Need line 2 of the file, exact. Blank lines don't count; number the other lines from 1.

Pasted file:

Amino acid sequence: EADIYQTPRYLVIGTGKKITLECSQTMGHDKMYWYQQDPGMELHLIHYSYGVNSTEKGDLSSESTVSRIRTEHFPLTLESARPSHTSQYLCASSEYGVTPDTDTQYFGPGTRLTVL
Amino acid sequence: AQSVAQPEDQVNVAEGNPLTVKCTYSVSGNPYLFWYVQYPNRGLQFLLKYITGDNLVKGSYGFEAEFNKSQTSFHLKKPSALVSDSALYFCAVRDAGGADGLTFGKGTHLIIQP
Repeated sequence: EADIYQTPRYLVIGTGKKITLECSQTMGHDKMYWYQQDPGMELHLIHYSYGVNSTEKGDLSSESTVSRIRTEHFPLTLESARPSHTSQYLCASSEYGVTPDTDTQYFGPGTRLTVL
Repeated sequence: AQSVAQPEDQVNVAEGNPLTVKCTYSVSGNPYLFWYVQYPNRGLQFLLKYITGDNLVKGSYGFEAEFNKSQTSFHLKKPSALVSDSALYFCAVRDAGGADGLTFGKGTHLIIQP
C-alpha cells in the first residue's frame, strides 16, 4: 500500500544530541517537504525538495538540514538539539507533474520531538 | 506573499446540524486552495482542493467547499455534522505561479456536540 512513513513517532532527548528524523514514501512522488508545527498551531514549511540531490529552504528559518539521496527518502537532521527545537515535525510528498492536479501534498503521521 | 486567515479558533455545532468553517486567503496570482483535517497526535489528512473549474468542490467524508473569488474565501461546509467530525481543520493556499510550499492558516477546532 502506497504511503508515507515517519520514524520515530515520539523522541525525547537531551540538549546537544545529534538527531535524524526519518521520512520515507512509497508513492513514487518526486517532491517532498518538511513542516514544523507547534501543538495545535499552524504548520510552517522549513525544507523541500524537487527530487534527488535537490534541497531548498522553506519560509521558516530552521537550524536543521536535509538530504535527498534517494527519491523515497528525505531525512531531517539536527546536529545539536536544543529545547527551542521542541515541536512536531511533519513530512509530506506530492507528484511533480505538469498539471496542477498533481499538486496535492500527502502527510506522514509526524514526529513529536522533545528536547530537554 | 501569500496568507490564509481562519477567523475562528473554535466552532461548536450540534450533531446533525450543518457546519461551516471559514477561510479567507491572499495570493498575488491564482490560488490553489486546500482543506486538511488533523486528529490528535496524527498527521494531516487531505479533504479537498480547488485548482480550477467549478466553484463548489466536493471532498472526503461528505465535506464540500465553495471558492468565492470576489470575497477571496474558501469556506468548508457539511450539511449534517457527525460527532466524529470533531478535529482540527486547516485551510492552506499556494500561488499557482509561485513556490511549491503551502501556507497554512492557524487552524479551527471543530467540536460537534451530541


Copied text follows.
Amino acid sequence: AQSVAQPEDQVNVAEGNPLTVKCTYSVSGNPYLFWYVQYPNRGLQFLLKYITGDNLVKGSYGFEAEFNKSQTSFHLKKPSALVSDSALYFCAVRDAGGADGLTFGKGTHLIIQP